Michigan bill would outlaw ticket quotas

| 12/21/2009

A Michigan lawmaker is calling for protections for police who are required to issue tickets to boost job performance results.

Sen. Glenn Anderson, D-Westland, has offered a bill that would prohibit an officer’s performance evaluation system from requiring a predetermined number of citations. Ticket writing in general still could be considered.

Ticket quotas have been outlawed in Michigan for 30 years. However, since the late ’80s a loophole has been created that allows tickets issued to be used in evaluations of traffic enforcement officers, as long as ticket writing is weighed equally among other job criteria.

The Detroit News published a list of communities that appear to have taken full advantage of the exemption allowing ticket mandates. Cities had requirements for their traffic officers to write anywhere from 15 tickets a month to 60 tickets a month.

Anderson said it isn’t right to use ticket quotas in any evaluation of a police officer. His bill would outlaw its inclusion.

“In effect it would give the discretion to the police officer whether or not a ticket is warranted instead of a department having an unwritten, but well-known, policy that officers have to issue X number of tickets by a set period of time,” Anderson told Land Line.

Anderson’s reason for offering the bill was to correct how the state allows police officers to be evaluated.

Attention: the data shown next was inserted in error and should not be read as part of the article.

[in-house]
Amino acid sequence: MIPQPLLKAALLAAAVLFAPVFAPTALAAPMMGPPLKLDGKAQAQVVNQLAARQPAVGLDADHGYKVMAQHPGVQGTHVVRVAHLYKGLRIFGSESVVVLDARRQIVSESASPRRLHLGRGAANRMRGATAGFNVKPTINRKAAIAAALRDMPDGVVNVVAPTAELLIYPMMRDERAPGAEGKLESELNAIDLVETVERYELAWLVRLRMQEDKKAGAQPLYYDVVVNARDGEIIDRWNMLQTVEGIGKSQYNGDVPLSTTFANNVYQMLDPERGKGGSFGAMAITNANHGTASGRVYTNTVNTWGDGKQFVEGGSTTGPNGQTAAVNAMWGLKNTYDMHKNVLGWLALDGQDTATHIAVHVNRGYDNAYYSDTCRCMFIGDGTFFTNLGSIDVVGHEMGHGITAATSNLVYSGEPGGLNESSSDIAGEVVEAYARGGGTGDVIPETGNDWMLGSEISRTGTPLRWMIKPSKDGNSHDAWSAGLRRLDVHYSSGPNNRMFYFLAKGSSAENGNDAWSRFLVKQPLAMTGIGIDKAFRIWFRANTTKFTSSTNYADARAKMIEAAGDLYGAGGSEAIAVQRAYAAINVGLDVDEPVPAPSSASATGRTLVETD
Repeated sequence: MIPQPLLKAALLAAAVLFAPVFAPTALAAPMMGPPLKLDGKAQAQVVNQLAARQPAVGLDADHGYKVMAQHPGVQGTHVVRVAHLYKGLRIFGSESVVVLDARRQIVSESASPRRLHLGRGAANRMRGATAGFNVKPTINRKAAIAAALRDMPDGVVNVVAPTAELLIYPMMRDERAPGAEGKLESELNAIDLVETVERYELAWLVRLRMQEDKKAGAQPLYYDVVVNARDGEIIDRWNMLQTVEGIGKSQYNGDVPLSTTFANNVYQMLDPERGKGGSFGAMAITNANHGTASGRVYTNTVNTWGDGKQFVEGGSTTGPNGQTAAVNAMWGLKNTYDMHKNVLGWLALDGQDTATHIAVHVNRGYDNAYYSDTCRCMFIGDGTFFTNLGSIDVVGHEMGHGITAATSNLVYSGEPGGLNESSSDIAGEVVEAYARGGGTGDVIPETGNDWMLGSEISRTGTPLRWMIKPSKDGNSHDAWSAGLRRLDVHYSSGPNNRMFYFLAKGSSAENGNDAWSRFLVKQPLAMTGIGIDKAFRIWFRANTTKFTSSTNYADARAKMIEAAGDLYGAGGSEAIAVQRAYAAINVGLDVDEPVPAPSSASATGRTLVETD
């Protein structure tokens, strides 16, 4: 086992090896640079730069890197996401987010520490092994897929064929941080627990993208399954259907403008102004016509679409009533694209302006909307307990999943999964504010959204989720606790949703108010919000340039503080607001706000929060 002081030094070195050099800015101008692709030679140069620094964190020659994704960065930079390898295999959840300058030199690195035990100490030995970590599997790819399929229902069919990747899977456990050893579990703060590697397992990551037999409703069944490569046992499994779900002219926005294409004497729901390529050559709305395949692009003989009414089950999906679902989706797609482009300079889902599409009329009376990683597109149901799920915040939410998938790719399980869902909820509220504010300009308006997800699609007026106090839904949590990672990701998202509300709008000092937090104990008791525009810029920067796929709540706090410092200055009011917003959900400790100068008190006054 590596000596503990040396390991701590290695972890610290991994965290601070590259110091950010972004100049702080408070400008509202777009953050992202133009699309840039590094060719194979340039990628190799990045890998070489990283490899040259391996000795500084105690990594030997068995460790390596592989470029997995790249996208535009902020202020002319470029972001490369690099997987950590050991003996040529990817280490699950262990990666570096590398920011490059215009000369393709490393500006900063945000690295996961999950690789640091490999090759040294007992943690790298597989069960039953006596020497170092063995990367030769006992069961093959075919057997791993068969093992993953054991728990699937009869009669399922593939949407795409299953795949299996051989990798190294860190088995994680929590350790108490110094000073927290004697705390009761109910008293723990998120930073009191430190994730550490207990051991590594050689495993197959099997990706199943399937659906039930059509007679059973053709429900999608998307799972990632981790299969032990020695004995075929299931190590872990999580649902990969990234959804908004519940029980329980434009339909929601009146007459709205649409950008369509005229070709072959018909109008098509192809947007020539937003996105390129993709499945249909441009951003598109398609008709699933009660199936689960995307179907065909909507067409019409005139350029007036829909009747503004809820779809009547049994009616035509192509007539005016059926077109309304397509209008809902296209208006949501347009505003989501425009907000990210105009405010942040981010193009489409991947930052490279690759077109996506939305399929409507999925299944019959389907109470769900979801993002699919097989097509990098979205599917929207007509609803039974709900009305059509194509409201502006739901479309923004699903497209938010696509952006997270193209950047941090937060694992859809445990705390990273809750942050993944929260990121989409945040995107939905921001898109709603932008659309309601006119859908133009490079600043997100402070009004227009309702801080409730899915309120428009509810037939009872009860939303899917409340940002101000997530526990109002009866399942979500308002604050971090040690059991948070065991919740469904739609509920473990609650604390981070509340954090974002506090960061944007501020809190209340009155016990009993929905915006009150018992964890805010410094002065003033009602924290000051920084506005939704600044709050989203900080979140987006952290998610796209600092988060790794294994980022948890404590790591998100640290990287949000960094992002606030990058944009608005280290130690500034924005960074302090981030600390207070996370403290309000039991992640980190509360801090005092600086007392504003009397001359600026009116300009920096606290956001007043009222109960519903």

“(Quotas) should not be part of the equation. If issuing a ticket to someone deserving would have the greatest impact to alter their driving habit, police should be free to do that. But it shouldn’t be in the evaluation of a police officer as to how many tickets they’ve written,” he said.

Anderson said there is support for his bill. He pointed out that more than 80 percent of respondents to an online poll he offered are in favor of removing reference to tickets issued on officers’ performance evaluations.

However, some police chiefs defend the rule. They say officers don’t have a quota to meet. The number of citations issued – as well as warnings – is used to determine how well officers are doing their job.

Anderson’s bill – SB741 – is in the Senate Judiciary Committee. An identical House version – HB5287 – is in the House Judiciary Committee.

To view other legislative activities of interest for Michigan, click here.

– By Keith Goble, state legislative editor

Editor’s Note: Please share your thoughts with us about the legislation included in this story. Comments may be sent to statelegislativedesk@ooida.com.